It was proposed to research female offenders’ rates of recidivism since this issue remains unresolved because studies focus predominantly on males offenders (Greiner, Law, & Brown, 2015). The choice of the general approach has fallen on qualitative design because it offers a researcher with information regarding the key stakeholders of the study, such as women offenders and their probation/parole officers. A qualitative approach is suitable for the proposed research will be appropriate for examining data that is associated with personal views of participants rather than analyzing a societal trend that can be measured quantitatively. Furthermore, since it is proposed to use surveys, questionnaires, and interviews conducted with study participants, the data acquired from collection methods will require a qualitative analysis. However, preliminary data for the research can be collected through a quantitative method because the scholar will need quantitative data regarding the female recidivism rate from providing background for the research. That said, it could be stated that a mixed research method will be used in the entire study.
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The proposed research can employ systematic sampling because this method will be much more effective in reducing the sampling error. After calculating the most suitable sample size for the research, every Nth (N will be chosen randomly) participant will be selected from the list of population members. The list of potential participants will be retrieved from state or federal databases of former female offenders since this information may widely available to the general public. Systematic sampling is quite simple and will save the researchers a lot of time. Furthermore, this sampling method will be appropriate for information retrieved from databases (“Survey sampling methods,” 2014). However, it is important to note that if systematic sampling is ineffective and many participants refuse to be involved in the research, snowball sampling can be used as a “backup” method. Snowball sampling implies asking the selected members of the population to refer to other possible participants and so. Even though this method does not eliminate bias in research, it can be convenient for the researcher that needs to find participants that will be comfortable with discussing such sensitive topics as recidivism.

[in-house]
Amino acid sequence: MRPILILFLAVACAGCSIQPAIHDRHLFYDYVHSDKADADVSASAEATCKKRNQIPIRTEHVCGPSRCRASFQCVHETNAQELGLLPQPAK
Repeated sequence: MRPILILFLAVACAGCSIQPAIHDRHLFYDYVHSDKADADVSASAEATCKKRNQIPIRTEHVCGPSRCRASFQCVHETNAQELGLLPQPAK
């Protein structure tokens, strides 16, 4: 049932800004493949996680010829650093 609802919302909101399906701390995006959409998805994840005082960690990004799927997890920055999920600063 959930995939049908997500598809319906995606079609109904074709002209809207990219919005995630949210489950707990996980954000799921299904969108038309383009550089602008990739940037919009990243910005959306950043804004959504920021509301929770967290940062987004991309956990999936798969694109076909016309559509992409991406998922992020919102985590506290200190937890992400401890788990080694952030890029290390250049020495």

Lastly, data collection tools for the research on female recidivism will include interviews, questionnaires, and surveys with former female offenders. Such collection tools will yield qualitative data regarding participants’ perceptions of their past experiences or plans for the future (Harris & Brown, 2010). It will be effective to conduct anonymous surveys and questionnaires to facilitate honest responses from participants, especially when the subject of the prison environment is involved. Moreover, study participants will be asked questions regarding the inappropriate behavior of their probation/parole officers, keeping their responses anonymous will ensure that no interpersonal conflicts arise in the future.
To conclude, the research on female recidivism and its relationship to inappropriate behavior or parole/probation can become a fruitful area for studies in criminology due to the gap in the available literature concerning this topic. First, the general approach is qualitative research; although, preliminary data on recidivism rates will be quantitative. Second, systematic sampling will allow the researcher to find study participants from a large list found in a database; however, snowball sampling can be used in case if the majority of possible research subjects refuse to participate. Third, interviews, questionnaires, and surveys are the most reliable data collection tools that will provide the researcher with relevant qualitative data.
Greiner, L., Law, M., & Brown, S. (2015). Using dynamic factors to predict recidivism among women. Criminal Justice and Behavior, 42(5), 457-480.
Harris, L., & Brown, G. (2010). Mixing interview and questionnaire methods: Practical problems in aligning data. Practical Assessment, Research & Evaluation, 15(1), 1-19.
Survey sampling methods. (2014). Web.